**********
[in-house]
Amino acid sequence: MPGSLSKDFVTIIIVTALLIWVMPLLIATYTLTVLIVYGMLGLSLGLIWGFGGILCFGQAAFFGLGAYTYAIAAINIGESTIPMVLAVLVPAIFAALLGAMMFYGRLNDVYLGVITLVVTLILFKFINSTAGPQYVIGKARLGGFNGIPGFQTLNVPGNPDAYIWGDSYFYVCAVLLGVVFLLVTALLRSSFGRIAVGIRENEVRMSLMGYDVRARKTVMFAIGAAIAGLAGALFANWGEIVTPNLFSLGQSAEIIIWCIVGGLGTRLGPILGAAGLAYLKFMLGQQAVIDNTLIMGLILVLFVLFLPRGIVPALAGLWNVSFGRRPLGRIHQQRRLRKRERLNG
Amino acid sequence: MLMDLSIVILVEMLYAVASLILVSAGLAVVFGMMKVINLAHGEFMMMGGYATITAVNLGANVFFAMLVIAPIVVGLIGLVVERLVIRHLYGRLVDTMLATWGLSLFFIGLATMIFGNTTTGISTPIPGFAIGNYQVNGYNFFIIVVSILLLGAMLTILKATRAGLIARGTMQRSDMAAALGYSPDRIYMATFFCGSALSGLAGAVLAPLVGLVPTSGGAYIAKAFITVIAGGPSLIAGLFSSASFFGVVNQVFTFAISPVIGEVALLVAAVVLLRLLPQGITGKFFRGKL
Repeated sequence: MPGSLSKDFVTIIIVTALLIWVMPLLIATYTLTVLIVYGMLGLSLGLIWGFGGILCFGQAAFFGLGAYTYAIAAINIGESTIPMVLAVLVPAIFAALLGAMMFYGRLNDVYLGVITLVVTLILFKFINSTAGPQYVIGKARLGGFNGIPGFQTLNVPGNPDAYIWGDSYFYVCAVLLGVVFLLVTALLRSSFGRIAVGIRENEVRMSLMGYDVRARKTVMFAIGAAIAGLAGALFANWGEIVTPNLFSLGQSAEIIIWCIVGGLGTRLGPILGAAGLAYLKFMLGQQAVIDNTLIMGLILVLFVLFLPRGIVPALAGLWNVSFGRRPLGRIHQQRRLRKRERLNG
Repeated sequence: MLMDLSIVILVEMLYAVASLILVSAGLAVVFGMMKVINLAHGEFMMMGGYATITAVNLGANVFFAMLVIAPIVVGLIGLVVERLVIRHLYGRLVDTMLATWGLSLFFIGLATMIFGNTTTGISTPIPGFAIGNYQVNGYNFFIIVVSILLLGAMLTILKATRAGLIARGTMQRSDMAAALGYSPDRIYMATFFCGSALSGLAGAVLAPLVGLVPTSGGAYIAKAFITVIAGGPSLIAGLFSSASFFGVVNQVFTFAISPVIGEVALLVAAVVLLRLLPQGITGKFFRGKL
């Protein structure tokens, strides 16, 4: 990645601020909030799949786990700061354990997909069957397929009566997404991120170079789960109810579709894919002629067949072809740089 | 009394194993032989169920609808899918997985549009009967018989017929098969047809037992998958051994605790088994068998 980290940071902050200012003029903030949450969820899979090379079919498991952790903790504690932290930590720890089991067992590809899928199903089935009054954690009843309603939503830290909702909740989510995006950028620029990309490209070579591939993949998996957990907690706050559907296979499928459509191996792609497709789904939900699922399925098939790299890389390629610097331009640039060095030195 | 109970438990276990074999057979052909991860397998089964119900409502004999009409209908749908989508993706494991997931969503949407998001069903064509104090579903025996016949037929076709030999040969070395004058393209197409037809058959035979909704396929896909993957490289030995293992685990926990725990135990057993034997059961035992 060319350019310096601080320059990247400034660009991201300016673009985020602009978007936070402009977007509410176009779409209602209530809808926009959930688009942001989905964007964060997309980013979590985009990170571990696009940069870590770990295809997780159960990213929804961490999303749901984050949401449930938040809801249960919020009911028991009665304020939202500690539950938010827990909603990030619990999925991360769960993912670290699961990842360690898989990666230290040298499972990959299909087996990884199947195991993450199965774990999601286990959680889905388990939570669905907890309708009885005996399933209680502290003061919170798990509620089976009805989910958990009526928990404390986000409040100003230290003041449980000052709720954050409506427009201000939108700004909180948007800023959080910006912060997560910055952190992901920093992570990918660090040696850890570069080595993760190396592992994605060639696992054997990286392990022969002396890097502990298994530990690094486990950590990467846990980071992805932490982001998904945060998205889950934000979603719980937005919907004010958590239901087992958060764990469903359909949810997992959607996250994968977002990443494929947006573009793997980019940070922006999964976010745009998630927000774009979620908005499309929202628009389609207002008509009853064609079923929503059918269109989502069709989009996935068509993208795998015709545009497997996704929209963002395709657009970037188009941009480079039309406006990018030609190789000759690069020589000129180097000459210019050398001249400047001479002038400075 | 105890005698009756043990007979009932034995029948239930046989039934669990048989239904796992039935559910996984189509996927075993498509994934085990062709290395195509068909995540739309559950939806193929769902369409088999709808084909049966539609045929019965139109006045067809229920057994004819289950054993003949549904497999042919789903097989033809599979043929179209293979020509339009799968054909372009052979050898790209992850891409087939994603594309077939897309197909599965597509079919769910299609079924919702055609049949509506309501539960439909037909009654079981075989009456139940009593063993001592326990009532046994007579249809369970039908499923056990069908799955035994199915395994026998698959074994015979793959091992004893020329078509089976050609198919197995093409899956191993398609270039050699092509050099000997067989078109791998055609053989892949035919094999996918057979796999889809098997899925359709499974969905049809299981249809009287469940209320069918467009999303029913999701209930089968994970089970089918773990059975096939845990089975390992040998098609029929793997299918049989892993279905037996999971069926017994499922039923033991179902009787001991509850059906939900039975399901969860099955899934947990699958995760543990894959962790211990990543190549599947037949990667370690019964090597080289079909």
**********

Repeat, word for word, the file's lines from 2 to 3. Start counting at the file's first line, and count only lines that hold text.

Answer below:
Amino acid sequence: MPGSLSKDFVTIIIVTALLIWVMPLLIATYTLTVLIVYGMLGLSLGLIWGFGGILCFGQAAFFGLGAYTYAIAAINIGESTIPMVLAVLVPAIFAALLGAMMFYGRLNDVYLGVITLVVTLILFKFINSTAGPQYVIGKARLGGFNGIPGFQTLNVPGNPDAYIWGDSYFYVCAVLLGVVFLLVTALLRSSFGRIAVGIRENEVRMSLMGYDVRARKTVMFAIGAAIAGLAGALFANWGEIVTPNLFSLGQSAEIIIWCIVGGLGTRLGPILGAAGLAYLKFMLGQQAVIDNTLIMGLILVLFVLFLPRGIVPALAGLWNVSFGRRPLGRIHQQRRLRKRERLNG
Amino acid sequence: MLMDLSIVILVEMLYAVASLILVSAGLAVVFGMMKVINLAHGEFMMMGGYATITAVNLGANVFFAMLVIAPIVVGLIGLVVERLVIRHLYGRLVDTMLATWGLSLFFIGLATMIFGNTTTGISTPIPGFAIGNYQVNGYNFFIIVVSILLLGAMLTILKATRAGLIARGTMQRSDMAAALGYSPDRIYMATFFCGSALSGLAGAVLAPLVGLVPTSGGAYIAKAFITVIAGGPSLIAGLFSSASFFGVVNQVFTFAISPVIGEVALLVAAVVLLRLLPQGITGKFFRGKL